Generation of anergic and regulatory T cells following prolonged exposure to a harmless antigen.
Chen T-C., Cobbold SP., Fairchild PJ., Waldmann H.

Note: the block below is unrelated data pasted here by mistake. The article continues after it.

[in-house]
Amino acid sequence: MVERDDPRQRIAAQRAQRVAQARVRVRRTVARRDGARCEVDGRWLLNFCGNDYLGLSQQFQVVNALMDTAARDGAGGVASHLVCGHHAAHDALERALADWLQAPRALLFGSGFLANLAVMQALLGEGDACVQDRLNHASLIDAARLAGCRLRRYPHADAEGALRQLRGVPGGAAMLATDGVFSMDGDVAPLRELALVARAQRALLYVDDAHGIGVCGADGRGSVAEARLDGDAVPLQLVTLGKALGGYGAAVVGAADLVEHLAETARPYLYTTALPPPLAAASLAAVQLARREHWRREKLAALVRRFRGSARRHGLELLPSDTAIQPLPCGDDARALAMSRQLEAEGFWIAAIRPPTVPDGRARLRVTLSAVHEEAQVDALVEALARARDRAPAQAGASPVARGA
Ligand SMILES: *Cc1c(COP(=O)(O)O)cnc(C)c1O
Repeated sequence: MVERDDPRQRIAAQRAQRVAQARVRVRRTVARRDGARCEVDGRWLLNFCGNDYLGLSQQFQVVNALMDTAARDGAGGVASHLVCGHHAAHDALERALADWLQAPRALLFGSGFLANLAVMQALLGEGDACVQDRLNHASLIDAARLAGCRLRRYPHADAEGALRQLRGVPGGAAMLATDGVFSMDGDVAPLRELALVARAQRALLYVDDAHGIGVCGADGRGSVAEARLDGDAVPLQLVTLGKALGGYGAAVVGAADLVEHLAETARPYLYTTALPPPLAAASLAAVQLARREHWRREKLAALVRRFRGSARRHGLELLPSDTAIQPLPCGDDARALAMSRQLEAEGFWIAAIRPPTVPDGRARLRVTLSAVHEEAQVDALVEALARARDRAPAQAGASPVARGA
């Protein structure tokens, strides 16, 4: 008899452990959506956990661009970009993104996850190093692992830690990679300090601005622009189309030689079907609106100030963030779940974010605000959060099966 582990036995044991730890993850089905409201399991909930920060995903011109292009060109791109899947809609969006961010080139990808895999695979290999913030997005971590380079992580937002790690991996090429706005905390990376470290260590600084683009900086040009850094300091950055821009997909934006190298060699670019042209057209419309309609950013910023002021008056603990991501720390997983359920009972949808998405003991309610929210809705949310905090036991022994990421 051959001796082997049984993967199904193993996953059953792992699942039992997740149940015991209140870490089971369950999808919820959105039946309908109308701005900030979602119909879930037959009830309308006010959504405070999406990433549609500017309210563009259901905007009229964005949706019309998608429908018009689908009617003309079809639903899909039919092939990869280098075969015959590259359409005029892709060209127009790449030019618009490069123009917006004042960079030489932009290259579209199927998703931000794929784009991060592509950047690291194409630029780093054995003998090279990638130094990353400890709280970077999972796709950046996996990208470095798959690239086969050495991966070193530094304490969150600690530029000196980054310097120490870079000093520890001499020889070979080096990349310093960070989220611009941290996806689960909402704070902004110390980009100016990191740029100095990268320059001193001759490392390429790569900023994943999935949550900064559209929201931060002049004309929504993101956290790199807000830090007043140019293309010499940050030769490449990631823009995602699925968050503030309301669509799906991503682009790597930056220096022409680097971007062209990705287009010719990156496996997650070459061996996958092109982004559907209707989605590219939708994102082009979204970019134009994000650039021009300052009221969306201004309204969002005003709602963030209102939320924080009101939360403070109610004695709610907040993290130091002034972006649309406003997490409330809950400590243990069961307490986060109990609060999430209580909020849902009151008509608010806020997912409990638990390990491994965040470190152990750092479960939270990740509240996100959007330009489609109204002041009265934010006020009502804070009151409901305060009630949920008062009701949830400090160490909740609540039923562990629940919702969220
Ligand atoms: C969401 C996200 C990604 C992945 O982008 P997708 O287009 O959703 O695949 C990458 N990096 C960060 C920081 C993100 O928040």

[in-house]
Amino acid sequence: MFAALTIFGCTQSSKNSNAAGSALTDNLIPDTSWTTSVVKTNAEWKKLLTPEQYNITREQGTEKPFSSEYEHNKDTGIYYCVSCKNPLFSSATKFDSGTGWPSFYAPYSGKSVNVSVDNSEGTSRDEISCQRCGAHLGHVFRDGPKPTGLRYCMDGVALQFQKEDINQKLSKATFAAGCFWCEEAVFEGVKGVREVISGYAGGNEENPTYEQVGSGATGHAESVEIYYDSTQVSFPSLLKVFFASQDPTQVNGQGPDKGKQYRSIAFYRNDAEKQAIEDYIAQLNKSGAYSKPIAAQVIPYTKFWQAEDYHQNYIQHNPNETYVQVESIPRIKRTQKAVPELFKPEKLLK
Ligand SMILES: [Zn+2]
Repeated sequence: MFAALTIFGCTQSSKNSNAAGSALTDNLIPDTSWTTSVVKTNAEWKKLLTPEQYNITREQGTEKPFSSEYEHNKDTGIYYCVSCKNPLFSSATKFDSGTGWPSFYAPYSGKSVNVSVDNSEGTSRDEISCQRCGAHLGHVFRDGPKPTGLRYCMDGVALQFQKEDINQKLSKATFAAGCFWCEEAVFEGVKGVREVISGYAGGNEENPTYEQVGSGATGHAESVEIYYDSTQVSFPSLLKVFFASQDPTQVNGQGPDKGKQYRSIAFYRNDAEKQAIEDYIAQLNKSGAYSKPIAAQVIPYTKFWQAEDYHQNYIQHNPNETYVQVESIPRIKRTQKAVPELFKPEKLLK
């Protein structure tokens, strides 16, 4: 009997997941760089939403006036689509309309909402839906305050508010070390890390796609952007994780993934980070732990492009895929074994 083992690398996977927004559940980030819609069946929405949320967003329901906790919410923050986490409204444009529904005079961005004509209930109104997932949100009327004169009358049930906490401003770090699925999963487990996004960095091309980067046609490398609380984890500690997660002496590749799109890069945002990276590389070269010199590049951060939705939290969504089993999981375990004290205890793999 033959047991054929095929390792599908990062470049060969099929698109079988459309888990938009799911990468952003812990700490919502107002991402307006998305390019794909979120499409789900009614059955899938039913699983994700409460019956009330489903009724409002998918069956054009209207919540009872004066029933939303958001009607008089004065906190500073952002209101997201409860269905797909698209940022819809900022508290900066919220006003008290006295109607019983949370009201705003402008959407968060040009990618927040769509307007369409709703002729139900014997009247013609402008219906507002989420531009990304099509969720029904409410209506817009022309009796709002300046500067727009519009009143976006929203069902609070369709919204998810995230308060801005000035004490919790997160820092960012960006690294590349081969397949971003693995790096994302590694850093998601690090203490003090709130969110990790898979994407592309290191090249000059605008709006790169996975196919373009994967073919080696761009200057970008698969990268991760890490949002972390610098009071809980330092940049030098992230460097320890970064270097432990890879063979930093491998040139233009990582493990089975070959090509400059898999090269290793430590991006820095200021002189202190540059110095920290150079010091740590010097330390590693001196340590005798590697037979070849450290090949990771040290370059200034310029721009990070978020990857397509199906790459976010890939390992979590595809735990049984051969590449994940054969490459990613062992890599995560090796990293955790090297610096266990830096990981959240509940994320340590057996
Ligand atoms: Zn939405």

Regulatory CD4(+) T cells are known to develop during the induction of donor-specific peripheral tolerance to transplanted tissues; it is proposed that such tolerance is a consequence of persistent, danger-free stimulation by Ag. To test this hypothesis, male RAG-1(-/-) mice were recolonized with small numbers of monospecific CD4(+) T cells specific for the male H-2E(k)-restricted Ag Dby. After 6 wk in the male environment, the monospecific CD4(+) T cells, having recolonized the host, had become anergic to stimulation in vitro and had acquired a regulatory capacity. CD4(+) T cells in these mice expressed higher levels of CTLA-4 and glucocorticoid-induced TNF-related receptor than naive CD4(+) T cells, but only 3% of the recolonizing cells were CD25(+) and did not express significant foxP3 mRNA. In vivo, these tolerant T cells could censor accumulation of, and IFN-gamma production by, naive T cells, with only a slight inhibition of proliferation. This suppressive effect was not reversed by the addition of fresh bone marrow-derived male dendritic cells. These results suggest that persistent exposure to Ag in conditions that fail to evoke proinflammatory stimuli leads to the development of T cells that are both anergic and regulatory.